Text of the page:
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Healthcare Reform, the Fight for the American Dream: Meltdown with Keith Olbermann Part 11

Posted on October 17 2009 5:49 pm
David Forsmark is the owner and president of Winning Strategies, a full service political consulting firm in Michigan. David has been a regular columnist for Frontpage Magazine since 2006. For 20 years before that, he wrote book, movie and concert reviews as a stringer for the Flint Journal, a midsize daily newspaper.
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Friday night, Keith Olbermann replayed his hour-long “Special Comment” rant, Healthcare Reform: The Fight Against Death.  For detailed commentary on his rambling and sometimes exceedingly strange commentary, look here, here and here.

Keith says his commentary was prompted by his father’s recent illness and ironically, very good experience with the health care system.   Keith gave an excruciatingly detailed account of his father’s ordeal after falling out of bed and being too stubborn to call for help.  This was supposed, I guess, to show us… what?  I guess it was just to batter us emotionally, tenderizing our brains for the later assault.

Keith has no criticism of his father’s ultimate care, or how it was handled, but like the many Americans who answered pollsters’ inquiries during good economic times that their situation was good but they were worried about everyone else’s, Keith seems convinced that his father’s care was somehow rare, and came about because Keith is so very, very important—and rich.

Well, I’m not that important, nor am I richer than Croesus like Keith.  But that same day, I experienced the current state of privately insured health care in America, and have come away grateful and amazed– not enraged.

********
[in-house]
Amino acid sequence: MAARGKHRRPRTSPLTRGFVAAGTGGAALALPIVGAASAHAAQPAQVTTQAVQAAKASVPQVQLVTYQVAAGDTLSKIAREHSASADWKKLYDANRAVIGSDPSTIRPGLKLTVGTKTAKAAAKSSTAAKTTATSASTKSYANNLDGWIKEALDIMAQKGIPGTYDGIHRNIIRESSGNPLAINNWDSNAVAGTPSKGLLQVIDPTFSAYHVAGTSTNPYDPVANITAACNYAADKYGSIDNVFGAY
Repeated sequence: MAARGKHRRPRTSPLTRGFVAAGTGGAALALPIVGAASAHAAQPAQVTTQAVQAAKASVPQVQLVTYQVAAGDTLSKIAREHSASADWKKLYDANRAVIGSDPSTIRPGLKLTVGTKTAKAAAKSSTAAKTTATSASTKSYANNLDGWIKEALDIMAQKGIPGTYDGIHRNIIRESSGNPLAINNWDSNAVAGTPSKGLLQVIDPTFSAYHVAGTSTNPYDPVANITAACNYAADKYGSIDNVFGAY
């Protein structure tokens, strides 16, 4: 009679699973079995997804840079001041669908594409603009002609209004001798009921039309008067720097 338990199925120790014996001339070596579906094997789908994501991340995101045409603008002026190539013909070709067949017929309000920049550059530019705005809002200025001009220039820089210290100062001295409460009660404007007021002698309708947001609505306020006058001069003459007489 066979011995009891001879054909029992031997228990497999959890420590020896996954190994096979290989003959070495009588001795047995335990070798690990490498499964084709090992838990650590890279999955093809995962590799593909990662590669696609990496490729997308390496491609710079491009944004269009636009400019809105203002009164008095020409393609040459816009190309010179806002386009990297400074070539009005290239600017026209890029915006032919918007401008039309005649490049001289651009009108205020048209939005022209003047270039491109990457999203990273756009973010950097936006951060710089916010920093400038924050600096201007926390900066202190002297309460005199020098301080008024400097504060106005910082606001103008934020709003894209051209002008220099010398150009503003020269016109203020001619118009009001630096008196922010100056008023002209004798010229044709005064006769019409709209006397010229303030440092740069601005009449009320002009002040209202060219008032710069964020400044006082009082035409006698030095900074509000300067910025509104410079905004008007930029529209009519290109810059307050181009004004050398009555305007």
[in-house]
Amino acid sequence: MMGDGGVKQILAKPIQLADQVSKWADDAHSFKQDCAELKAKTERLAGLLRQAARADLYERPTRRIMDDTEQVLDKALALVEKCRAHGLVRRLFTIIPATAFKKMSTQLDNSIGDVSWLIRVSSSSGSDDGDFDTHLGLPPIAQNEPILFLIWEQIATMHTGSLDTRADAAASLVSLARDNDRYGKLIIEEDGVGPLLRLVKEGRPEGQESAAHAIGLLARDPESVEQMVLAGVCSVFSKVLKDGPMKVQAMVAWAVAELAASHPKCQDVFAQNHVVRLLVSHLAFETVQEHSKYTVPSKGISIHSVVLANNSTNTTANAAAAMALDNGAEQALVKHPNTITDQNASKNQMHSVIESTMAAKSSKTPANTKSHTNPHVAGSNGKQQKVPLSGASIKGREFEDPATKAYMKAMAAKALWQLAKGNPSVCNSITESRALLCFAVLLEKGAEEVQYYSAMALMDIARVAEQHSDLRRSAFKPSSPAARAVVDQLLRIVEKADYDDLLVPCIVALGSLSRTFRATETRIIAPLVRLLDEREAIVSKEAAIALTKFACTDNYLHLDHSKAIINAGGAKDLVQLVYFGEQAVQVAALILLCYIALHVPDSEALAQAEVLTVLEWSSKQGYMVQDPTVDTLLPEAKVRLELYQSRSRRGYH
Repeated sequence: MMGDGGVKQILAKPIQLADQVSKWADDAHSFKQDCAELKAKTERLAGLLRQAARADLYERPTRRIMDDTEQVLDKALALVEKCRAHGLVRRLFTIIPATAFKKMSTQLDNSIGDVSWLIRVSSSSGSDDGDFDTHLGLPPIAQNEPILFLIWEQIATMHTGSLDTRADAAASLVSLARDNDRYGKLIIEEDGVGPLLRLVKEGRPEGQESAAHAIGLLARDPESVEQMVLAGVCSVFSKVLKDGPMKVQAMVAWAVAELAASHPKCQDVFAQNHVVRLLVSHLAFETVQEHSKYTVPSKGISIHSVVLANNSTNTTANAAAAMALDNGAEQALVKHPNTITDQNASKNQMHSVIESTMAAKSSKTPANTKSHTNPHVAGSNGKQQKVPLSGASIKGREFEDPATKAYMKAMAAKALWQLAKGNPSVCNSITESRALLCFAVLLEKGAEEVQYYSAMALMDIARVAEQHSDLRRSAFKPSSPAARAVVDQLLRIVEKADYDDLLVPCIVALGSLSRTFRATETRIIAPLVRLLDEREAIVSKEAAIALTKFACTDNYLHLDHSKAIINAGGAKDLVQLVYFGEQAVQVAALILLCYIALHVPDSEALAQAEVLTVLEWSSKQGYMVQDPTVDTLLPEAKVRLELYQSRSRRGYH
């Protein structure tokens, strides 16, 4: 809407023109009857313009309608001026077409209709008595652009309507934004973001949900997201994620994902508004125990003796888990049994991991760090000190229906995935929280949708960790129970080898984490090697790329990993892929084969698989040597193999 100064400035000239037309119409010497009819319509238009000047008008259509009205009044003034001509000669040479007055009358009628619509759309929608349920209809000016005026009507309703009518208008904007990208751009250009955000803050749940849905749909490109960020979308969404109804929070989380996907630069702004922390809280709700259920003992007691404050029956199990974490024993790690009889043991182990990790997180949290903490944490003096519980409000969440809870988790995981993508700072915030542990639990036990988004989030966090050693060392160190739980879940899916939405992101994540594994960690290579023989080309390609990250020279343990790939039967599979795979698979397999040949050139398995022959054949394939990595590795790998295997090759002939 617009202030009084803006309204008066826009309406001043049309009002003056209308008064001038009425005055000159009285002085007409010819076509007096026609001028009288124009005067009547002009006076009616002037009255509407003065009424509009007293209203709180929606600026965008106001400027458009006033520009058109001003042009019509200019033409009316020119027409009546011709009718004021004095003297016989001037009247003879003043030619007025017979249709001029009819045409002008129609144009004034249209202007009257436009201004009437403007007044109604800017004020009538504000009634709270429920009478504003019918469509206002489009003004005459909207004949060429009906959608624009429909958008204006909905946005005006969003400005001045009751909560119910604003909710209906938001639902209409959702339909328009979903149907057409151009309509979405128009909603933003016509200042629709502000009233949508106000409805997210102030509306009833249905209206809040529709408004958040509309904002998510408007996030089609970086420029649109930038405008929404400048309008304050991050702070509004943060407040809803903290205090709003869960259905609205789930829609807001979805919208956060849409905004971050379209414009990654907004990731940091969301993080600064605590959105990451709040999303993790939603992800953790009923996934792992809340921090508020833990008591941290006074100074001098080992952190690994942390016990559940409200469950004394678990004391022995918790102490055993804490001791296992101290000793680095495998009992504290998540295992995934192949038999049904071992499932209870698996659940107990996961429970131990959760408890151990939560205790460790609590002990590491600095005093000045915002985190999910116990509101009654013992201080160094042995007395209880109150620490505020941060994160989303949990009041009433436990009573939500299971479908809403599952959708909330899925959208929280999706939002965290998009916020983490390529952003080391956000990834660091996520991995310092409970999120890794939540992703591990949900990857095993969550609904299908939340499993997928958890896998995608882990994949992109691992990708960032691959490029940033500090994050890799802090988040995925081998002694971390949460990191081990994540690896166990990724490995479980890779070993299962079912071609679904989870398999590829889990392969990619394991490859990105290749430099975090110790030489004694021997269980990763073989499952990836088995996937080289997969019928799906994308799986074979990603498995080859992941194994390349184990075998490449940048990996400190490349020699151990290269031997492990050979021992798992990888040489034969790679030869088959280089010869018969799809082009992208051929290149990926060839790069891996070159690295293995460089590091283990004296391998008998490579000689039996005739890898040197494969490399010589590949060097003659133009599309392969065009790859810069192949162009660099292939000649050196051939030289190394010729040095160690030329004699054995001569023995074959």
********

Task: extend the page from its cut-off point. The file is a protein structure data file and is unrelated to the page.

Here in Michigan, we all know of Canadians who come across the border for treatment.  In Canada, the average wait for an MRI is 3 months, and in some provinces, reports of 10 week waits for chemotherapy are common.

This August, my son’s doctor ordered an MRI to “rule out” ulnar collateral ligament damage on a nagging sore arm.  Travis is signed with a top baseball program in our state, Jackson Community College; and while the arm did not hurt in everyday life, and he could still play second base, pitching had become impossible.

3 DAYS later, he was able to get his MRI, about a 10 minute drive from our house.  His surgeon, Dr. John Samani, who is affiliated with the Minnesota Twins, is about 45 minutes away in Oakland County.  The list his office gave us of available MRI facilities in and around Oakland County was roughly the same number as in all of Ontario—but there were still about a dozen choices that were closer to our Flint-area home.

(That’s right, Michael Moore, even here in depressed Genesee County, after GM’s flight.  How many MRI machines are there in Cuba?)

In less time than it takes to get an MRI in Canada, and about the same time as it can take to get chemotherapy started in Saskatchewan, what is commonly known as Tommy John Surgery had been completed on my son.